“Half the homes we build are made by ten companies. We can’t afford them, and the developers take a short-term interest. What happens if we put design in the hands of people who live in these houses? It’s the only way to create sustainable homes, and loved and resilient neighbourhoods. If their house breaks, they can fix it. Ironically, the answer to the housing crisis isn’t to build homes, but it’s to give the tools and capacity to small, local communities to do it themselves.” WikiHouse will be taking over Thursday 21 September, themed Portable Spaces.
Another partner on SPACE10’s event is Brooklyn design studio Anton & Irene, who will be presenting “playful research” work with the lab around co-living in the year 2030. The duo came to collaborate with SPACE10 following its interactive documentary project One Shared House, which was inspired by Irene’s personal childhood home on an Amsterdam commune. “It explored what it means to live together and a recently renewed interest in communal living,” says Irene. “That was in the 80s, so for this new project we wondered what it means now, and will do in future. Together we nerd out on trend forecasts on urbanisation!”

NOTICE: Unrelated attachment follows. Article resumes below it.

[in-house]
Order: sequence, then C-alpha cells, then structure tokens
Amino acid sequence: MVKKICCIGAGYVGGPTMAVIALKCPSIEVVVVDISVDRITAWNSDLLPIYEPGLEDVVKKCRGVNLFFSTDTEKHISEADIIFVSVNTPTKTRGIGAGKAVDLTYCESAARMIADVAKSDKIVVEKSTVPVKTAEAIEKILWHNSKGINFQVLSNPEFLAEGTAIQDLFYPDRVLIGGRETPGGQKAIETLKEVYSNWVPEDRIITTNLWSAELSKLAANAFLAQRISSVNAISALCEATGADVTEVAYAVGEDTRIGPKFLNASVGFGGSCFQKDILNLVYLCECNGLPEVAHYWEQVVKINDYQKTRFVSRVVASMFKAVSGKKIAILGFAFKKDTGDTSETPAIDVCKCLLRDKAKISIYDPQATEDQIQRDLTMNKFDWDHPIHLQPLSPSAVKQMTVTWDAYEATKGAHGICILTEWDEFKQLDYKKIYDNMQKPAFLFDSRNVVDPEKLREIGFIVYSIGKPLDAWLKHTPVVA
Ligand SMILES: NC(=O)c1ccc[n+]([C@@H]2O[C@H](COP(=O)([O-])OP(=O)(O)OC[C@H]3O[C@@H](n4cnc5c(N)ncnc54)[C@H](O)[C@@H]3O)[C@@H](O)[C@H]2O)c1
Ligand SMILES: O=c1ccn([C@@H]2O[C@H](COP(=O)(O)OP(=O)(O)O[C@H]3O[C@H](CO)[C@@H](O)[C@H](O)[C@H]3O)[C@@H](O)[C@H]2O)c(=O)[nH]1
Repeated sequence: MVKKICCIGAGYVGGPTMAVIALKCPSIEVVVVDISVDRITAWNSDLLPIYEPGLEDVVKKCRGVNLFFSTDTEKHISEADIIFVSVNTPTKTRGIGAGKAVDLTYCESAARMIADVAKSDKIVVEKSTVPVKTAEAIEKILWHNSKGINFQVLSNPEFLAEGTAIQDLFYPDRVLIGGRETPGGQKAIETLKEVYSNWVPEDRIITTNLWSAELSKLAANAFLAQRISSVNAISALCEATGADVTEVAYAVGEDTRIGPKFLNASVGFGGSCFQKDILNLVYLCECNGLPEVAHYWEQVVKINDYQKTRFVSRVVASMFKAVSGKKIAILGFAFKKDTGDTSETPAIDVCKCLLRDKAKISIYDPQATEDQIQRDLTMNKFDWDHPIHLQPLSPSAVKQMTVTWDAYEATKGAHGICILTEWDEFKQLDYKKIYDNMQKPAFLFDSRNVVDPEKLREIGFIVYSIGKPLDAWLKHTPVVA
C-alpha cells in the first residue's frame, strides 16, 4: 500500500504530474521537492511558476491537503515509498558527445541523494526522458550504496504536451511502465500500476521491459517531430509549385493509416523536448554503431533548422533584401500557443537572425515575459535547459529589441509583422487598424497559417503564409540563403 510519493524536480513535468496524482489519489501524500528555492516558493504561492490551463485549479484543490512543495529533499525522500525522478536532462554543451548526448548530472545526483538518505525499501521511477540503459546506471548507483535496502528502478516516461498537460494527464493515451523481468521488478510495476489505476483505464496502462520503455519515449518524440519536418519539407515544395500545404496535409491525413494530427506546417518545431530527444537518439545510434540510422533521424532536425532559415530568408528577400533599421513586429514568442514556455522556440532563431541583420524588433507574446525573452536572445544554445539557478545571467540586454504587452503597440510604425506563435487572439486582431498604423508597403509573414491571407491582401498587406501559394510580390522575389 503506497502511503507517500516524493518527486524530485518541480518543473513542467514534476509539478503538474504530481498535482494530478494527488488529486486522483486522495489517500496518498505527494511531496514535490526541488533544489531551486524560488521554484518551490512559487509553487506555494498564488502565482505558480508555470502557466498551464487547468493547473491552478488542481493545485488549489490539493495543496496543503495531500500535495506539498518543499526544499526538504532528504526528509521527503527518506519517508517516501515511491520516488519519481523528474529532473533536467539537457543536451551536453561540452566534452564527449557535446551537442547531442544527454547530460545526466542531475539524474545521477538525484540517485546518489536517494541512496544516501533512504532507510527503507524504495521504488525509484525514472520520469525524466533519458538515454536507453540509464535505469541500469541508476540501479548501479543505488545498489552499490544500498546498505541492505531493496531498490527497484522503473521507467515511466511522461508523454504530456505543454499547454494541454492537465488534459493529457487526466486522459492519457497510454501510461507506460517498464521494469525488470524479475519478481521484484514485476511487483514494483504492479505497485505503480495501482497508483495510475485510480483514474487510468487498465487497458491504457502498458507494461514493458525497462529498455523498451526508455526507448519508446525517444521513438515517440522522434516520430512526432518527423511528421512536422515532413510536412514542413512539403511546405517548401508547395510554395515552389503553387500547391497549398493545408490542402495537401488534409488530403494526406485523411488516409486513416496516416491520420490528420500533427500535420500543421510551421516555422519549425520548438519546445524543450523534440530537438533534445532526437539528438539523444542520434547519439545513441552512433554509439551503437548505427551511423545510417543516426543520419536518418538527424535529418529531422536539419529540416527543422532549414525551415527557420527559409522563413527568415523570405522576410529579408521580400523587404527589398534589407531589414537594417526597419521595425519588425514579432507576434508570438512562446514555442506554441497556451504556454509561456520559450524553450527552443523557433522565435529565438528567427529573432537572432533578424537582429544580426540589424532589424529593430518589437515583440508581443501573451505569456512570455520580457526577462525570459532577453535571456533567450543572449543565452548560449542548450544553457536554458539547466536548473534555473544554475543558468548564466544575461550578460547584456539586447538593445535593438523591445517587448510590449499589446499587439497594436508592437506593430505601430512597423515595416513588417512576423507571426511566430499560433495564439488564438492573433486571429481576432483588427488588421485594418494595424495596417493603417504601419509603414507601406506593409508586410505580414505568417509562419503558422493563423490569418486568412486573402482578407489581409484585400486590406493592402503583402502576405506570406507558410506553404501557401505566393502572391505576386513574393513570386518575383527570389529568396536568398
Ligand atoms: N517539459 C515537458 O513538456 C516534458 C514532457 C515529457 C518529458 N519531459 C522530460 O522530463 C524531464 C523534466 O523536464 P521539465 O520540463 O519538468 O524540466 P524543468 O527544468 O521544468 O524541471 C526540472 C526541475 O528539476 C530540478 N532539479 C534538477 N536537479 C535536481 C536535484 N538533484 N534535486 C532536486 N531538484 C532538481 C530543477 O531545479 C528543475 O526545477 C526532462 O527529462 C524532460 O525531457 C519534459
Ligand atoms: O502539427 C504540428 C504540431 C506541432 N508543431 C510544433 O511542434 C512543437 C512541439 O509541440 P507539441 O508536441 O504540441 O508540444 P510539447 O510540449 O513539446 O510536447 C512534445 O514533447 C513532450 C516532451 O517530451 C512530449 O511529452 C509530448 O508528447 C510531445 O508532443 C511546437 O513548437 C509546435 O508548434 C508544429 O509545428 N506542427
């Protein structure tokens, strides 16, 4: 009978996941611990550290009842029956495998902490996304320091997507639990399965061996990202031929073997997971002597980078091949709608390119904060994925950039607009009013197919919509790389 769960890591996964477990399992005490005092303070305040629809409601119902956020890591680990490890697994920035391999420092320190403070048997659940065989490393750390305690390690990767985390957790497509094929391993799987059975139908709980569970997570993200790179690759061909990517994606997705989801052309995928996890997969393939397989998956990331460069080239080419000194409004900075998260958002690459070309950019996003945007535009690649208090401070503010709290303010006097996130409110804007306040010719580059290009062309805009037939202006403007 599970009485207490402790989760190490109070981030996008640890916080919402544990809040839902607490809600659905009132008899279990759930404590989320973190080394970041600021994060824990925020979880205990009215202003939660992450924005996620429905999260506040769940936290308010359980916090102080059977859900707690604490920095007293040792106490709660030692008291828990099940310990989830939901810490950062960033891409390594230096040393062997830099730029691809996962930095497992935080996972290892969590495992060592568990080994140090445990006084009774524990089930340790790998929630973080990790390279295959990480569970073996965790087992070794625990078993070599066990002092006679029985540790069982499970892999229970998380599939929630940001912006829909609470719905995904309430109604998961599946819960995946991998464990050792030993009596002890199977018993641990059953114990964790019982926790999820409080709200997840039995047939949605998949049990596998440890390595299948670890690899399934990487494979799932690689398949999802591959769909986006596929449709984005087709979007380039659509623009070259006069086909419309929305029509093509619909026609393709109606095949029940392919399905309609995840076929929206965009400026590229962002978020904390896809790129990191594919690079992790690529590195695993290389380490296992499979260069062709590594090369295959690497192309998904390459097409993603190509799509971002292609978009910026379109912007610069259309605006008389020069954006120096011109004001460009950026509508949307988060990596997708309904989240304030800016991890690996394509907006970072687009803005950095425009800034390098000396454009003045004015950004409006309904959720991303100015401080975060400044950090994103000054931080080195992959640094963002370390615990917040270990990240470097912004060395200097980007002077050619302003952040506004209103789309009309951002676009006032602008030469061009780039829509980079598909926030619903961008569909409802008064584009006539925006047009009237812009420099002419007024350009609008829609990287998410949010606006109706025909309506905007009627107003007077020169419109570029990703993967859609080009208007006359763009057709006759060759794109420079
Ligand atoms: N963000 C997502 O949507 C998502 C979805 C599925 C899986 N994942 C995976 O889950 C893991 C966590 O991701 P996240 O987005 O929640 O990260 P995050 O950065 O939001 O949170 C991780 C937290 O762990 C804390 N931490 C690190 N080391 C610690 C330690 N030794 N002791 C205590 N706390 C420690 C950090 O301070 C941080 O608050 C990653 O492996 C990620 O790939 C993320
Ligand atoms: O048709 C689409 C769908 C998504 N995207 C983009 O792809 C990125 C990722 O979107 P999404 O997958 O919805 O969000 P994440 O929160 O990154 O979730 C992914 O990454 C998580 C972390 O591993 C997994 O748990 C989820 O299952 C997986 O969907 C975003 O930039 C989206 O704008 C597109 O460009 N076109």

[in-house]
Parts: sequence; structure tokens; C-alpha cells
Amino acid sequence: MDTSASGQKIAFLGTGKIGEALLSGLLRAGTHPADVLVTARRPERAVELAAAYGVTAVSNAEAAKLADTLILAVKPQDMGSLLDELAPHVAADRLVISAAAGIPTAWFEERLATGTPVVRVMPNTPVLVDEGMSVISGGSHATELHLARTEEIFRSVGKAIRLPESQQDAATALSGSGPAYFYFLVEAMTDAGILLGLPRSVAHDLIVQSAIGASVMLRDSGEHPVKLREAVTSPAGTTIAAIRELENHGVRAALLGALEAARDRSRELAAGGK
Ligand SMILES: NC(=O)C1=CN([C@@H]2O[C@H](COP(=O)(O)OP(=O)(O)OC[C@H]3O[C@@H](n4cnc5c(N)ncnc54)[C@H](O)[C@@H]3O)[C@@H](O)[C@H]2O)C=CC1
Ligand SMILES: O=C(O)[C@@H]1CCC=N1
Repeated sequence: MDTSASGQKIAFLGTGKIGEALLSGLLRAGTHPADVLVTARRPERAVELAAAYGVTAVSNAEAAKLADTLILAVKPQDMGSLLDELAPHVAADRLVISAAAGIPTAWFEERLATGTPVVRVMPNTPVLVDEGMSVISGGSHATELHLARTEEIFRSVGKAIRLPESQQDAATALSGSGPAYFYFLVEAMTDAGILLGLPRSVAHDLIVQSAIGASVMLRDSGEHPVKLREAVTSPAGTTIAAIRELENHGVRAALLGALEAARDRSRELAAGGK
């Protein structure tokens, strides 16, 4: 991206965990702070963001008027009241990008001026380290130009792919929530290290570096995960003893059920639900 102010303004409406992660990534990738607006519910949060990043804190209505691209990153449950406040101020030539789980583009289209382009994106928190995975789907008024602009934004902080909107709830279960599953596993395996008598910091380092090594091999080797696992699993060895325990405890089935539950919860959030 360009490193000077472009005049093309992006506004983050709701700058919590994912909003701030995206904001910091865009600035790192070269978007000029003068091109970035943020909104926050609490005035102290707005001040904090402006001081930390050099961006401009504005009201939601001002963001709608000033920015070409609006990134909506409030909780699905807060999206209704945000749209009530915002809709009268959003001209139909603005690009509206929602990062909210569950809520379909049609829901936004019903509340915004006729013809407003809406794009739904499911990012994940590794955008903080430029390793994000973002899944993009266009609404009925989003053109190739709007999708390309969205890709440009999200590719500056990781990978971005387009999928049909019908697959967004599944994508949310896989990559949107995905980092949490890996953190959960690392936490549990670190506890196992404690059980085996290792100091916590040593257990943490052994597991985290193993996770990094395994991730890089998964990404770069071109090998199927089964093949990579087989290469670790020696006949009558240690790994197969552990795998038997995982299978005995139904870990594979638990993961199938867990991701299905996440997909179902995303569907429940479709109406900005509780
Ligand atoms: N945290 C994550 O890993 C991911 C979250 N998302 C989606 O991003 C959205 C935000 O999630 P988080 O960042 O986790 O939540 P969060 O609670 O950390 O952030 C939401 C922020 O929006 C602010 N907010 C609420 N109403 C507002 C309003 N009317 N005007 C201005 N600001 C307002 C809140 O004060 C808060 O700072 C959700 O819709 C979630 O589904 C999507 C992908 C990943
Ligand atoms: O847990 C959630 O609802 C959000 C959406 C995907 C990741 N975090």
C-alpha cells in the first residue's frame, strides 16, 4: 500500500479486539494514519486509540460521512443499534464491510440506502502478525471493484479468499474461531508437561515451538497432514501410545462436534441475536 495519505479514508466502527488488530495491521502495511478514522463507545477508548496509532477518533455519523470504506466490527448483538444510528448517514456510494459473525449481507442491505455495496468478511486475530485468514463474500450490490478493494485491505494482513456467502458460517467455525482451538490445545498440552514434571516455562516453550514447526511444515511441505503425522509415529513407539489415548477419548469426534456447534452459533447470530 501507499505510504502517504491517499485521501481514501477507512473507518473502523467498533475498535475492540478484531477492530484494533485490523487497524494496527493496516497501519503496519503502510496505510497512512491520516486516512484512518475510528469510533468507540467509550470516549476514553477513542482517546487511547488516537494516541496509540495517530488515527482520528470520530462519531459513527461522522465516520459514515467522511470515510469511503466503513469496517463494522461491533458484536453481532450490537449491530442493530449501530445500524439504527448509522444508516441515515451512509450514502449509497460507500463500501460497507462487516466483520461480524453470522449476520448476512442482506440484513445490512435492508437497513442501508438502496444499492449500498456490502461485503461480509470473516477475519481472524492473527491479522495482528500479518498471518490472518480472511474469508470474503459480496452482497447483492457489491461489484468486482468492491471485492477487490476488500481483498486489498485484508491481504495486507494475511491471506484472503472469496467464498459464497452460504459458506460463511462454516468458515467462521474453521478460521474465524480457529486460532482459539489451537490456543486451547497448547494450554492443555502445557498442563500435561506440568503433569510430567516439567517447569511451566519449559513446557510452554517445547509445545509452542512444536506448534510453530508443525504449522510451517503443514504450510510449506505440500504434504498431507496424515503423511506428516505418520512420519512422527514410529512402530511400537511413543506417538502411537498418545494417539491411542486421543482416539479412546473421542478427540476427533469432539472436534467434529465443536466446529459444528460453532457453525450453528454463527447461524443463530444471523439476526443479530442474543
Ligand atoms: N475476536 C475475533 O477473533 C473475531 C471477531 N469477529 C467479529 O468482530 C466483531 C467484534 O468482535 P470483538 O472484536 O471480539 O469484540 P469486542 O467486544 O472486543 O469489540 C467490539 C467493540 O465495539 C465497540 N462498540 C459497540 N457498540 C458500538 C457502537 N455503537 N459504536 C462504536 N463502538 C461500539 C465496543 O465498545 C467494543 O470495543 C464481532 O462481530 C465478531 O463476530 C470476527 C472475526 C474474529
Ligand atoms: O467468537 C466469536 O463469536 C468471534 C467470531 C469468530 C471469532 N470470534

By 2030 there will be 8.5 billion people, so co-living needs to be considered in reality, Irene says. “How we choose to live is based on pre-conceived notions, we don’t make intentional choices.” For its research, Anton & Irene and SPACE10 held workshops with the founders, architects and residents of co-living communities, to learn from them and to stimulate discussion. “It’s about intentional community design, and its psychological and physical impact.” Anton & Irene will be speaking on Tuesday 19 September, themed Shared Spaces.